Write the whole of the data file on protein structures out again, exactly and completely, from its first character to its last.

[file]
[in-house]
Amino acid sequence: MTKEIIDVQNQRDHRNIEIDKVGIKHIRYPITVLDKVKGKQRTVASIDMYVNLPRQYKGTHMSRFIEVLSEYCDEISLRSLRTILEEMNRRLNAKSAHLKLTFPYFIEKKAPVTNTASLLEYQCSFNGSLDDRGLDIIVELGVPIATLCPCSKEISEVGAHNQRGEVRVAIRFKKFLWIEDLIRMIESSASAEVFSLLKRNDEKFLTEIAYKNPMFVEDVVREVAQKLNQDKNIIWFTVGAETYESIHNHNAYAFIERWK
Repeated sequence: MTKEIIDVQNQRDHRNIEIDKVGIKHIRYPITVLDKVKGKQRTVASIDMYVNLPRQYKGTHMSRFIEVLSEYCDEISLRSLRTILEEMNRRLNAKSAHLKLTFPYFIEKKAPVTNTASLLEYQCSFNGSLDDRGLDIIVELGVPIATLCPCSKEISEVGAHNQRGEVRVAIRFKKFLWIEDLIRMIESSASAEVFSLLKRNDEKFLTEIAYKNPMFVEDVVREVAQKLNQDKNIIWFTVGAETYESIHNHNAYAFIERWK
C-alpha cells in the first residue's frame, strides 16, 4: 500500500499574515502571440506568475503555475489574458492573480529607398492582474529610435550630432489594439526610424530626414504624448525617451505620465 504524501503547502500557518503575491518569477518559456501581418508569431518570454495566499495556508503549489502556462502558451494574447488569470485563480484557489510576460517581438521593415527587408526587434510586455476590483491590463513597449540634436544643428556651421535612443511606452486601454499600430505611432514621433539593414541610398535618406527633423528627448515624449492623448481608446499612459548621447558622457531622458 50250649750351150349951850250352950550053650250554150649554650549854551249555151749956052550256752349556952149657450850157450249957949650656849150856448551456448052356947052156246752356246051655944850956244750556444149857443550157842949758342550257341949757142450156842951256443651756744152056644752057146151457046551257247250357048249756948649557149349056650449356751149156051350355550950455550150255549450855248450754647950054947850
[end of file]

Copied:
[in-house]
Amino acid sequence: MTKEIIDVQNQRDHRNIEIDKVGIKHIRYPITVLDKVKGKQRTVASIDMYVNLPRQYKGTHMSRFIEVLSEYCDEISLRSLRTILEEMNRRLNAKSAHLKLTFPYFIEKKAPVTNTASLLEYQCSFNGSLDDRGLDIIVELGVPIATLCPCSKEISEVGAHNQRGEVRVAIRFKKFLWIEDLIRMIESSASAEVFSLLKRNDEKFLTEIAYKNPMFVEDVVREVAQKLNQDKNIIWFTVGAETYESIHNHNAYAFIERWK
Repeated sequence: MTKEIIDVQNQRDHRNIEIDKVGIKHIRYPITVLDKVKGKQRTVASIDMYVNLPRQYKGTHMSRFIEVLSEYCDEISLRSLRTILEEMNRRLNAKSAHLKLTFPYFIEKKAPVTNTASLLEYQCSFNGSLDDRGLDIIVELGVPIATLCPCSKEISEVGAHNQRGEVRVAIRFKKFLWIEDLIRMIESSASAEVFSLLKRNDEKFLTEIAYKNPMFVEDVVREVAQKLNQDKNIIWFTVGAETYESIHNHNAYAFIERWK
C-alpha cells in the first residue's frame, strides 16, 4: 500500500499574515502571440506568475503555475489574458492573480529607398492582474529610435550630432489594439526610424530626414504624448525617451505620465 504524501503547502500557518503575491518569477518559456501581418508569431518570454495566499495556508503549489502556462502558451494574447488569470485563480484557489510576460517581438521593415527587408526587434510586455476590483491590463513597449540634436544643428556651421535612443511606452486601454499600430505611432514621433539593414541610398535618406527633423528627448515624449492623448481608446499612459548621447558622457531622458 50250649750351150349951850250352950550053650250554150649554650549854551249555151749956052550256752349556952149657450850157450249957949650656849150856448551456448052356947052156246752356246051655944850956244750556444149857443550157842949758342550257341949757142450156842951256443651756744152056644752057146151457046551257247250357048249756948649557149349056650449356751149156051350355550950455550150255549450855248450754647950054947850